Adidas has been using cricket in its communication since 1998. However, of late, the brand has started exploring other sports (especially non-cricketing varieties) to create communications such as #FanTheFire, featuring Nishchay Luthra, an Indian figure-skater. Once again, the global sportswear marketer has launched a digital film titled #TheRealKashmir, paying tribute to the Real Kashmir Football Club (RKFC), the first team from the valley to play in the I-League. The campaign celebrates the passion behind forming the RKFC and making Kashmir the new football destination.
Through this campaign, brand Adidas takes up the Kashmir issue (the turmoil that has been prevalent in the valley for more than three decades) and explores the 'cultural bonhomie' - hopefully resurrecting in the region. Conceptualised by Cheil WW India, the film has been produced by Aamir Uzefaa of DZU Films and directed by Danielle Upputuru.
#TheRealKashmir is a narrative shot from the point of view of Umar Mir - an octogenarian Kashmiri who has seen the beauty of the valley taken over by the unrest. The old man is an ardent football fan and has lived in Kashmir for the past 85 years. The film captures the essence of football and formation of the Real Kashmir FC in the valley.
Despite being visually impaired, the protagonist feels the change happening in the Kashmir valley through the game. It opens with a Kashmiri folk song - 'Neroo haa naujawano' - that inspires the youth in Jammu & Kashmir to strive to better their lives and reach for the skies. The film forces the viewer to question - if a visually impaired man can see what Kashmir is all about, why can't the rest of world.
Speaking about the insight on which the campaign is based on, Aneesh Jaisinghani - executive creative director, Cheil WW India, says, "Kashmir, is a big story, a football club from Kashmir is an even bigger story. A football club from Kashmir that qualified for the I-League (within two years of its formation) is a gigantic story. You don't ask for much more than this in advertising, to crack a campaign. We want this campaign to make a real difference and coax people into seeing 'The Real Kashmir'."
As the ad film rolls on, one can hear radio commentary in the background. "Although the use of radio commentary is a creative liberty that has been taken in the film, the football matches being covered via radio in the valley, is soon going to become a reality," states a hopeful Jaisinghani.
A New Partnership
RKFC is just a two-year-old club and has been treading very cautiously. The team wants to be cathartic to the strife-torn valley. "Amidst all gloom, Kashmir needs a reason to smile and unite. The experience has been great. We have had our ups and downs. Basically, we built this club for the people. We want the people to cherish and we want the RKFC to be the heartbeat of Kashmir," says Shamim Meraj, president, RKFC and the editor of Kashmir Monitor, a local newspaper.
He adds, "The partnership with Adidas happened because of our common belief in changing lives through sports/football. We want to bring a positive change through football."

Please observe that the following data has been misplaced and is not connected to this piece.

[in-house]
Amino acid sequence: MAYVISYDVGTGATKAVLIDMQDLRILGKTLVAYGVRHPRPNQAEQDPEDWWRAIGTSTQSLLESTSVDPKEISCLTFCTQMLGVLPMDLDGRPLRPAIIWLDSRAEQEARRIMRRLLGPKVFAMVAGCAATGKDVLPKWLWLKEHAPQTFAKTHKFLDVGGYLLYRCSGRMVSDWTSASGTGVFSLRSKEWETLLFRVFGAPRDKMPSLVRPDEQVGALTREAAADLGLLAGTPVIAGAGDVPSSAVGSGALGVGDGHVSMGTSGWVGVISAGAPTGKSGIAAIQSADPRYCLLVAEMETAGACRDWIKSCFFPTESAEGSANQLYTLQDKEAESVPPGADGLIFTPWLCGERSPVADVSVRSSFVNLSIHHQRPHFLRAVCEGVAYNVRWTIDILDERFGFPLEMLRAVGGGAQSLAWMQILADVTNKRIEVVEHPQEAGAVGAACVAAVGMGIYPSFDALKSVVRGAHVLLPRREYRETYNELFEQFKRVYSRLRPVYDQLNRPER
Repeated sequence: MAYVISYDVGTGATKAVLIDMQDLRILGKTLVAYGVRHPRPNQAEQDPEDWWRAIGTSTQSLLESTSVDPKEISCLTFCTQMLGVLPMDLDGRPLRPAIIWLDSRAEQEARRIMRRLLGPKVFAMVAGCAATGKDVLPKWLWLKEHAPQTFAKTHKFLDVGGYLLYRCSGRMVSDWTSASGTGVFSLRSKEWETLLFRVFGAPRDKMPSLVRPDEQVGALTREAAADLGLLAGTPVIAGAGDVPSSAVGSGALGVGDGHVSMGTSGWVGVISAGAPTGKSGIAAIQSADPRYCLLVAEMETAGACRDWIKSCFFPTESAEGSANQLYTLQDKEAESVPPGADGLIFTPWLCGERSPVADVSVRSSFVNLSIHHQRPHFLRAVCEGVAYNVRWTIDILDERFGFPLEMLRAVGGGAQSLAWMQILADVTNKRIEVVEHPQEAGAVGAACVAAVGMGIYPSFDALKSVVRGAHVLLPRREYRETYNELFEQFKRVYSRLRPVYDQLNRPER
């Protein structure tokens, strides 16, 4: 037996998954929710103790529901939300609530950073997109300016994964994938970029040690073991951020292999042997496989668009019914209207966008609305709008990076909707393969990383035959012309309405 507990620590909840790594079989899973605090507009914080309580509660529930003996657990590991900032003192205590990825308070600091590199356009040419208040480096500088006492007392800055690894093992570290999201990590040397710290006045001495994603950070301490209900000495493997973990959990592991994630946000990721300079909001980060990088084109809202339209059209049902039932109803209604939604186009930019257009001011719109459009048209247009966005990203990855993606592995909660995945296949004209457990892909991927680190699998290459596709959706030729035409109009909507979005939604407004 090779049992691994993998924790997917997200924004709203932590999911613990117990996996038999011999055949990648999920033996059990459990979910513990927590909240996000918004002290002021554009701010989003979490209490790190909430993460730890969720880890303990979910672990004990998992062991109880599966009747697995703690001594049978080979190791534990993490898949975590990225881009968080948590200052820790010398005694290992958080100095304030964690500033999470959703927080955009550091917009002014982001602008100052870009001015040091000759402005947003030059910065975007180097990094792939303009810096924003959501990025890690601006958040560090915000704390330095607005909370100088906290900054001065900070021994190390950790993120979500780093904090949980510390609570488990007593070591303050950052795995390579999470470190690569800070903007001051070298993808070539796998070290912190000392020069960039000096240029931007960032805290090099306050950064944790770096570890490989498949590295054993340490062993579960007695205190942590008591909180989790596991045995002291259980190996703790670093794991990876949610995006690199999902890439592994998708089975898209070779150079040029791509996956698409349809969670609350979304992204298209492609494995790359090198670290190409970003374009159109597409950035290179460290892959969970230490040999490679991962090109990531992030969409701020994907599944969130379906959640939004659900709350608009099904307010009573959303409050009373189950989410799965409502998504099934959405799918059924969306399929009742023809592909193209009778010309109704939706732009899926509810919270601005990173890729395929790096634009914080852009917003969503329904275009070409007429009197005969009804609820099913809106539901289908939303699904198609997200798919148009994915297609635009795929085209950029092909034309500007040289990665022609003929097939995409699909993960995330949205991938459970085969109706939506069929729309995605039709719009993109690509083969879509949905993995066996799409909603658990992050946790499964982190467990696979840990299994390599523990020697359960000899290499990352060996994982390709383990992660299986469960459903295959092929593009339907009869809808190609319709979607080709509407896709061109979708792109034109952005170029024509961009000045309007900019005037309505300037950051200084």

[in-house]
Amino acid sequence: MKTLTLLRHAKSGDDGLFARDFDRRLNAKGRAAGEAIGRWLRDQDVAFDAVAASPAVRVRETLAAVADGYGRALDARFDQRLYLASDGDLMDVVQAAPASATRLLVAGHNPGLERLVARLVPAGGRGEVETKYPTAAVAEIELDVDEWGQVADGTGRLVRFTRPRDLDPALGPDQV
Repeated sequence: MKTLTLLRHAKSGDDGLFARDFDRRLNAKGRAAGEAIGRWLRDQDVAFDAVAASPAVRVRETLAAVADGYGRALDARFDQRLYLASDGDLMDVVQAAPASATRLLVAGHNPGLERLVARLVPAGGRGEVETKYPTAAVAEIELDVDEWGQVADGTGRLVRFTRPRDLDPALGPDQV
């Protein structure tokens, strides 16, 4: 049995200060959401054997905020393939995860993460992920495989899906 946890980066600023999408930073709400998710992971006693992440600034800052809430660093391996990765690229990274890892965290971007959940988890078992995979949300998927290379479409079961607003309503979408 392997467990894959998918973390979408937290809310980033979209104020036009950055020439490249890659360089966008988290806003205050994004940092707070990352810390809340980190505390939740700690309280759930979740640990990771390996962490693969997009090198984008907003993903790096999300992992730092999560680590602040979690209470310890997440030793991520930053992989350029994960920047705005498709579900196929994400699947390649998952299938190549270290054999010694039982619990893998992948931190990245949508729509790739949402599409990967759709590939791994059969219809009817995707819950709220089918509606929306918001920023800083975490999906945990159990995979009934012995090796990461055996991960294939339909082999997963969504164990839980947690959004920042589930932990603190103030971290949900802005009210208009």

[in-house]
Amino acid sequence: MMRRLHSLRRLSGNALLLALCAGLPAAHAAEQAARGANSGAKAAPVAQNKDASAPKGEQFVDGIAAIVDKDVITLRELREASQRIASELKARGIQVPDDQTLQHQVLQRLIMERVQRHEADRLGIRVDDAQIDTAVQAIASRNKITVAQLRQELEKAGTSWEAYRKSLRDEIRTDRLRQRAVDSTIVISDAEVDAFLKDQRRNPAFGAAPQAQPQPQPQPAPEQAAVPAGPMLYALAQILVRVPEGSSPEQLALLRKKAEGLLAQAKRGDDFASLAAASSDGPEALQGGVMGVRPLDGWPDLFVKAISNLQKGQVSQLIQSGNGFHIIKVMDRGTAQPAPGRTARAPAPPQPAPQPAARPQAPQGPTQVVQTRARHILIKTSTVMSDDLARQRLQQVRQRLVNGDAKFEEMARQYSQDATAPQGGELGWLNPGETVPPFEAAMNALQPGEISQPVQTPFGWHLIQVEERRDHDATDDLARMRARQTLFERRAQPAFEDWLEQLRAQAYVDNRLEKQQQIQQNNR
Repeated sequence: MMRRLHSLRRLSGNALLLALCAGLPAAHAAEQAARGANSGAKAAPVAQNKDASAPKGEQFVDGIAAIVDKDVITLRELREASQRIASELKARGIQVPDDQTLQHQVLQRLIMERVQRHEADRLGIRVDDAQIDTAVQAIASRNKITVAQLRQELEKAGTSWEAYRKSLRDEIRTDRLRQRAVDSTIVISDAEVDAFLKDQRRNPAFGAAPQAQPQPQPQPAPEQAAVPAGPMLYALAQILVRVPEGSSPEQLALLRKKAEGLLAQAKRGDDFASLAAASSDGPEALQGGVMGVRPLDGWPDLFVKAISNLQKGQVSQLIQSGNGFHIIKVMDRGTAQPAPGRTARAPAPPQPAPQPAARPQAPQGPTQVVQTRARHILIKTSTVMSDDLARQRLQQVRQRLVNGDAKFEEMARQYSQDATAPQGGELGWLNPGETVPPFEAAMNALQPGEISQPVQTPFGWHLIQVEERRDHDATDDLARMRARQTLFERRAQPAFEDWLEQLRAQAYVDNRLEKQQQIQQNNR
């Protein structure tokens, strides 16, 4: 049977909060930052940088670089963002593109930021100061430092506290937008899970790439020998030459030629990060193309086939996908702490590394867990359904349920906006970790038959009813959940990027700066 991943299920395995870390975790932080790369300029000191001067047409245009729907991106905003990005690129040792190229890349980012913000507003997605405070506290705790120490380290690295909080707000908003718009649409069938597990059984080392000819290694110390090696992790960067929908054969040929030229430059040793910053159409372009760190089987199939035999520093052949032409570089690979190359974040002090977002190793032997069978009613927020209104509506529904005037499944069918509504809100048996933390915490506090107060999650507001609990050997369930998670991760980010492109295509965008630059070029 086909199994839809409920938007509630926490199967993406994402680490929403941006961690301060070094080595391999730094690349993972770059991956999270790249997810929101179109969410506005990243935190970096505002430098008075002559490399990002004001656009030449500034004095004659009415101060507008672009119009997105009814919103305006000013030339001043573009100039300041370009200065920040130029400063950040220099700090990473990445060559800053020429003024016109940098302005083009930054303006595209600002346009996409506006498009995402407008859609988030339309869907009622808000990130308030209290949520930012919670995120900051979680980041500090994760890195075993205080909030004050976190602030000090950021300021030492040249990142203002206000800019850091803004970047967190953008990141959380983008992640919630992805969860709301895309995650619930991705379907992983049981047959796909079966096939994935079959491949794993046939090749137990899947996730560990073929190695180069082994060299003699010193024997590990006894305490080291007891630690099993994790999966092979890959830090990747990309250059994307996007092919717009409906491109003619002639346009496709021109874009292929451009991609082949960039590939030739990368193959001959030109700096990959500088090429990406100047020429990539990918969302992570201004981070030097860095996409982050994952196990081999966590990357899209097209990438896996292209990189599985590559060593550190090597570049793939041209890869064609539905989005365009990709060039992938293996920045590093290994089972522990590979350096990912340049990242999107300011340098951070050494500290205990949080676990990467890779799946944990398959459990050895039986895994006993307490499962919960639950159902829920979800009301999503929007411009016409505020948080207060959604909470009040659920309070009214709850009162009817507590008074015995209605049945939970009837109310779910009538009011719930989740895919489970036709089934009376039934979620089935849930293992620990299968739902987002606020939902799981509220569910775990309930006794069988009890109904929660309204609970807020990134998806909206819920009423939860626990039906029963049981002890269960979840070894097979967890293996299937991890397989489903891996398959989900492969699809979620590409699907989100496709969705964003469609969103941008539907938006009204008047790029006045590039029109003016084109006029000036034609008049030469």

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The digital film is the second leg of the month-long initiative to reinforce the story of Real Kashmir and effectuate positive change in the valley through sports. The traditional OOH was augmented with an over two-minute long digital film released on YouTube.
"The campaign includes the transformation of 'The Kashmir Monitor' that has brought the sports page to its front page and a series of pictures shot by renowned photographer Prashant Godbole. Godbole's photos show Kashmir through the lens of sports. These photographs will later be exhibited across many cities in India as a part of the campaign," informs Jaisinghani.
Speaking about the most challenging part of this media agnostic campaign, Jaisinghani says, "To ensure that various legs of the campaign came to life, the creative and the planning team did extensive research in the valley and met and spent a lot of time with the RKFC team to dig out insights about the impact of sports in the valley and how it can make a difference."
A cut above the rest?
Of late, there has been a flood of Kashmir-related imagery in Indian ads - such as 'Kashmir: The Warmest Place on Earth', released by the Jammu & Kashmir Tourism Board, and 'Vaadi-e-Kashmir' - produced by water purifier brand KENT RO Systems. We asked the experts if the #TheRealKashmir campaign may involve the risk of becoming a blind spot for the consumer. This is what they had to say:-
Nima D.T. Namchu, chief creative officer, Havas India, says, "While it is a story set in Kashmir, unlike other commercials, this one is going beyond just waxing eloquent about its physical beauty and how warm and hospitable the people are. I loved the way it addresses the elephant in the room while celebrating the power of soccer to get people together."
While Namchu maintains that the idea of a sport bringing people together may not be a new one, he adds, "The context of Kashmir makes this a very powerful spot. They (Adidas and RKFC) have reiterated the unifying power of a sport and in doing so, made sure the brand has a role to play. Hopefully, this will inspire the powers-that-be. Remember how Nelson Mandela used rugby to bring the people of South Africa together..."
Sudhir Nair, founder and director, 21N78E Creative Labs, finds the campaign to be well executed. He says, "Of late, everything we have been hearing about Kashmir is all negative. Even in terms of advertising, my last good memory of Kashmir was the tourism ads in the mid-1980s - 'If there is a heaven on earth, it's here'. Millennials would have very limited knowledge of Kashmir in its prime and things that make the place unique. The film captures that essence and it surely makes you want to know more about this club."
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